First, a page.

Does not require a ‘pattern’ of conduct that meets legal definition of harassment
Remember when visual representations of less-dressed women were relatively tame?
The most shocking thing about Farrah Fawcett’s famous swimsuit poster from 1976, of course, was her identifiable yet covered nipples. It would barely register a raised eyebrow today.
Yet Morehead State University’s sexual misconduct policy is so broad that the university could punish students who put up the iconic poster in their dorm rooms.
The policy earned the dubious distinction of Speech Code of the Month by the Foundation for Individual Rights in Education, which points to the examples of sexual harassment provided by Morehead State: “making sexual gestures,” using “degrading words,” and displaying “sexually suggestive objects or pictures, cartoons or posters.”
Laura Beltz, senior program officer for policy reform, notes that nothing in the policy specifies that the cited examples must be part of a “larger pattern of conduct that does meet the legal standard for harassment.” Instead, the university forces students to guess what the most easily offended administrator considers sexually suggestive or degrading, resulting in a concrete chilling of speech.
Forget the Farrah Fawcett poster for a second. Consider the well-known jerk-off gesture, which indicates the gesturer’s impatience with or contempt for an ongoing conversation. Urban Dictionary has a pretty good definition, noting it’s often accompanied by an eye roll.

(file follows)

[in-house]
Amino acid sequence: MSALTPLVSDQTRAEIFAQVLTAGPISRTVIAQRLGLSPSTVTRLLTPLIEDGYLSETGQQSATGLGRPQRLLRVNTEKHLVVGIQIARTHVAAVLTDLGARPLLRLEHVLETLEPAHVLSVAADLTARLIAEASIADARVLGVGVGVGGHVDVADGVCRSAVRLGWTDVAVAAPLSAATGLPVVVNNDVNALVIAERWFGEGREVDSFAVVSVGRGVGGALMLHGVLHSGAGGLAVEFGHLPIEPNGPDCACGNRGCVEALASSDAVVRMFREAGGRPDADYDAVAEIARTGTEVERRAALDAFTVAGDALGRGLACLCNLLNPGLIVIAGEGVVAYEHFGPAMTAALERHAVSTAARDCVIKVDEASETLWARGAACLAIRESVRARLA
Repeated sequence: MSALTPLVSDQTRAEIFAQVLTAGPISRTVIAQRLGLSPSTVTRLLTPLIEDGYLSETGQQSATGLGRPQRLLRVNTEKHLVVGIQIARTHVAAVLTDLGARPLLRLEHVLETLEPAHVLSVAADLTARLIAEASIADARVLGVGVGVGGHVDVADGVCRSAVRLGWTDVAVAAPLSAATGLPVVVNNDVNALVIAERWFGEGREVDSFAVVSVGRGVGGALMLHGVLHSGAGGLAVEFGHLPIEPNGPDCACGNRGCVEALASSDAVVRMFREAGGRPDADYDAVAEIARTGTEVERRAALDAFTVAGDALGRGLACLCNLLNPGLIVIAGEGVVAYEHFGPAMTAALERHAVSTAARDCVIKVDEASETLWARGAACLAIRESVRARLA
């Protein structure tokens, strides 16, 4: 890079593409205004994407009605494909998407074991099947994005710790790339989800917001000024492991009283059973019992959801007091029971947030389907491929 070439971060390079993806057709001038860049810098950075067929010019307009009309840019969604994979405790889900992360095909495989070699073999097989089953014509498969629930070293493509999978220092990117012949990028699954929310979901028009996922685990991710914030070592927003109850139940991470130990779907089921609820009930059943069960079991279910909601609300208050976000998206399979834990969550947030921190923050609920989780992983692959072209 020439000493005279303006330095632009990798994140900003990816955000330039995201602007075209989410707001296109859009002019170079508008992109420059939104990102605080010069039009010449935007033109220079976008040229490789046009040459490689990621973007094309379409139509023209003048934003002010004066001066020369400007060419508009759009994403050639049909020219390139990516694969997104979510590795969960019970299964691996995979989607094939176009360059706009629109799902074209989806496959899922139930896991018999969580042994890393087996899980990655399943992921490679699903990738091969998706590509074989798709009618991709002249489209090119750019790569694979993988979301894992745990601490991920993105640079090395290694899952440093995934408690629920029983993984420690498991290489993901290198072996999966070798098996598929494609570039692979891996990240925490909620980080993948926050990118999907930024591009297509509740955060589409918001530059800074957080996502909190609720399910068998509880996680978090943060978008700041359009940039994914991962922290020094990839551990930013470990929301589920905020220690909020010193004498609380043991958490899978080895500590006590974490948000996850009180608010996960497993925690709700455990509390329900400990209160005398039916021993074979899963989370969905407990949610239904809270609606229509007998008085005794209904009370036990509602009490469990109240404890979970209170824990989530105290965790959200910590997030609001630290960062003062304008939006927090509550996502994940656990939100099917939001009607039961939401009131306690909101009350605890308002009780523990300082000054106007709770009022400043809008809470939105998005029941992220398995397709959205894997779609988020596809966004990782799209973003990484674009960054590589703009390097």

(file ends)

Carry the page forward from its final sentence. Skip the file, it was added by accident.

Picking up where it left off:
While it mimics the act of male masturbation, the gesture is intended to express a nonsexual message. Yet it would easily be grounds for a sexual harassment investigation, were someone to report the gesture to an administrator. (Imagine getting through a pointless conversation with an inclusion bureaucrat without accidentally making the jerk-off gesture to another participant.)
“When speech is a part of harassment, it isn’t constitutionally protected. But just because expression is sexual in nature, that doesn’t mean it constitutes harassment,” Beltz writes. She shares an even more suggestive example of a common dorm poster:
When I was in college, it seemed like half of the dorm rooms on campus had a particular Pink Floyd poster on display, which showed several naked women with the band’s album covers painted on their backs (and backsides). It wasn’t a unique poster choice, but displaying it is generally constitutionally protected. Under Morehead State’s policy, however, this could be seen as “sexually suggestive” and would be punishable as sexual harassment.
And she has an even more plausible scenario under which a student could get punished under this overbroad policy, citing previous incidents:
The Pink Floyd poster may not draw the ire of an administrator, but what if a student puts up a subjectively suggestive poster that expresses a particularly controversial political opinion, and then a Snapchat image of that poster goes viral? In those sorts of situations, administrators may be tempted to dig up this broad policy and apply it to punish that student, especially if an online mob is demanding action.
The result is that students may think putting up subjectively suggestive or degrading posters is a punishable offense, and thus “shy away from anything potentially controversial, ultimately preventing the campus from becoming the marketplace of ideas it should serve as.”
Morehead State can ditch its bottom-scraping speech-code rating from FIRE by modifying the sexual harassment policy to clarify that any “individual example” must be “part of a pattern of conduct that constitutes harassment as legally defined to be punishable,” Beltz says.
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